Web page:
- Publish Date: Feb 19, 2010
A Twisted Tale of Innovation and Wine
For the cork and corkscrew—the question of “chicken and egg” is an easy one. Exactly when or by whom the corkscrew was invented is unknown. But as corks became a more common way to cap containers, our beer or wine guzzling forefathers clearly needed a way to access the goods they had so wonderfully learned to seal.
The earliest reference to a corkscrew comes in 1681 where it is called a “steel worm used for the drawing of corks out of bottles.” The term “steel worm” was derived by gunsmiths, likely the first producers of corkscrews, who had crafted similar tools by the same name for cleaning the barrel of a musket.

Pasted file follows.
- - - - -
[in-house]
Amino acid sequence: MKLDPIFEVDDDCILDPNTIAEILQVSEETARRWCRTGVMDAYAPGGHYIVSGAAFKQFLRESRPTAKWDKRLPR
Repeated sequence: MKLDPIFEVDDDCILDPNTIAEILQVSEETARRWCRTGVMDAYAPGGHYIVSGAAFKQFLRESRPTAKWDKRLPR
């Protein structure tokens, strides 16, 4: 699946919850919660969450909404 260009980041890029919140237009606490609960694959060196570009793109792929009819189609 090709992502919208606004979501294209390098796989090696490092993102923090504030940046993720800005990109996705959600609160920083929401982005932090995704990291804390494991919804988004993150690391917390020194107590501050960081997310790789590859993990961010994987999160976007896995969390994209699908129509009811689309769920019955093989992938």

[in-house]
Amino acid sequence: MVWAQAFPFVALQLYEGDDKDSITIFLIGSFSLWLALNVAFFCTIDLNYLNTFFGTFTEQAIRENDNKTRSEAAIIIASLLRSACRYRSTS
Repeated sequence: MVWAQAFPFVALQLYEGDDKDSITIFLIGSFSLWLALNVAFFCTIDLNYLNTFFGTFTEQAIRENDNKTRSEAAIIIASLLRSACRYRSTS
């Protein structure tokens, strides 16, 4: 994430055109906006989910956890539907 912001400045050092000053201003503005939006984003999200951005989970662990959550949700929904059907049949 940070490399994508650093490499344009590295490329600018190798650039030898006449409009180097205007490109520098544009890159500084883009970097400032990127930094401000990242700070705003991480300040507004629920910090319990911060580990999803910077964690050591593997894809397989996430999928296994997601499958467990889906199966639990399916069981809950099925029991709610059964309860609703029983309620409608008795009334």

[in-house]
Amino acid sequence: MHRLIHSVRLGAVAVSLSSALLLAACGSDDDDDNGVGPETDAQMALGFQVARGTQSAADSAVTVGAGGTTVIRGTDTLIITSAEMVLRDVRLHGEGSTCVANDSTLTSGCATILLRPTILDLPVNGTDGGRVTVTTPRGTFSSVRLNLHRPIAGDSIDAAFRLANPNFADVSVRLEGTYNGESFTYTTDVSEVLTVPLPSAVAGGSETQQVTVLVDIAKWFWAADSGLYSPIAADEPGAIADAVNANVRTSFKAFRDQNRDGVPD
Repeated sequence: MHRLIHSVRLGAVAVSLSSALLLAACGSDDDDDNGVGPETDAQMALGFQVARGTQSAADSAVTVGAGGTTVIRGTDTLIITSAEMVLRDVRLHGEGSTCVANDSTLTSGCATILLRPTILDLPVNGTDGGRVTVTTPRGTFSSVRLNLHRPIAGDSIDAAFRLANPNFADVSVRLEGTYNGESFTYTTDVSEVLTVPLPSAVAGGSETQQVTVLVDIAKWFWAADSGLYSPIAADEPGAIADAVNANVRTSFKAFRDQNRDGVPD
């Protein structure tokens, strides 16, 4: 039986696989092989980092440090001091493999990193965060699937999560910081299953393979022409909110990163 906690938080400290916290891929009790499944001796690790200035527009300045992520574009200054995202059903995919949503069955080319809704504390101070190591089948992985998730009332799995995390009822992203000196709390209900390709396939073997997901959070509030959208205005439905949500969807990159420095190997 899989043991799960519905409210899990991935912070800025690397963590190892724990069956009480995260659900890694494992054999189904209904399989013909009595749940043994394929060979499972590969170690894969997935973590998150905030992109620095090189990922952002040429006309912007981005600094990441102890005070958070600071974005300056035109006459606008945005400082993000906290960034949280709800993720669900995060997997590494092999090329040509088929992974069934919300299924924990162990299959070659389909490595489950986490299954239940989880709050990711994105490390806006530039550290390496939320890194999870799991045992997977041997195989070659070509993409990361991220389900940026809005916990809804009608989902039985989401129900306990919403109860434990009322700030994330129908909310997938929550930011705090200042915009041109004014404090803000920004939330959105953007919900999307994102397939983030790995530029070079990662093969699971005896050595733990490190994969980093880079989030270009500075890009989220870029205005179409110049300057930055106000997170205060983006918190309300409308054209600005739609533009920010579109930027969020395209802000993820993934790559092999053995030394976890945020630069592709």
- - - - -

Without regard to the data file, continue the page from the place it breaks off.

It was not until the early 18th century, however, that corks were used for wine in the way in which we are currently accustomed. After some major technology breakthroughs in the glass blowing industry, craftsmen were able to shape bottles with long straight sides and skinny necks—a design that allowed later-day vintners to seal, and thus age, a bottle of wine.
While its task and form are simple, artisans have found many ways to decorate and shape the corkscrew throughout the millennia. Some disguise it, some keep it simple, and others pay tribute to various other hobbies or cultures. Have a look at this beautiful collection of antique corkscrews—all of which served the same purpose they do today (except they’re not made of cheap plastic).
Have a favorite corkscrew, antique or modern? Share it below.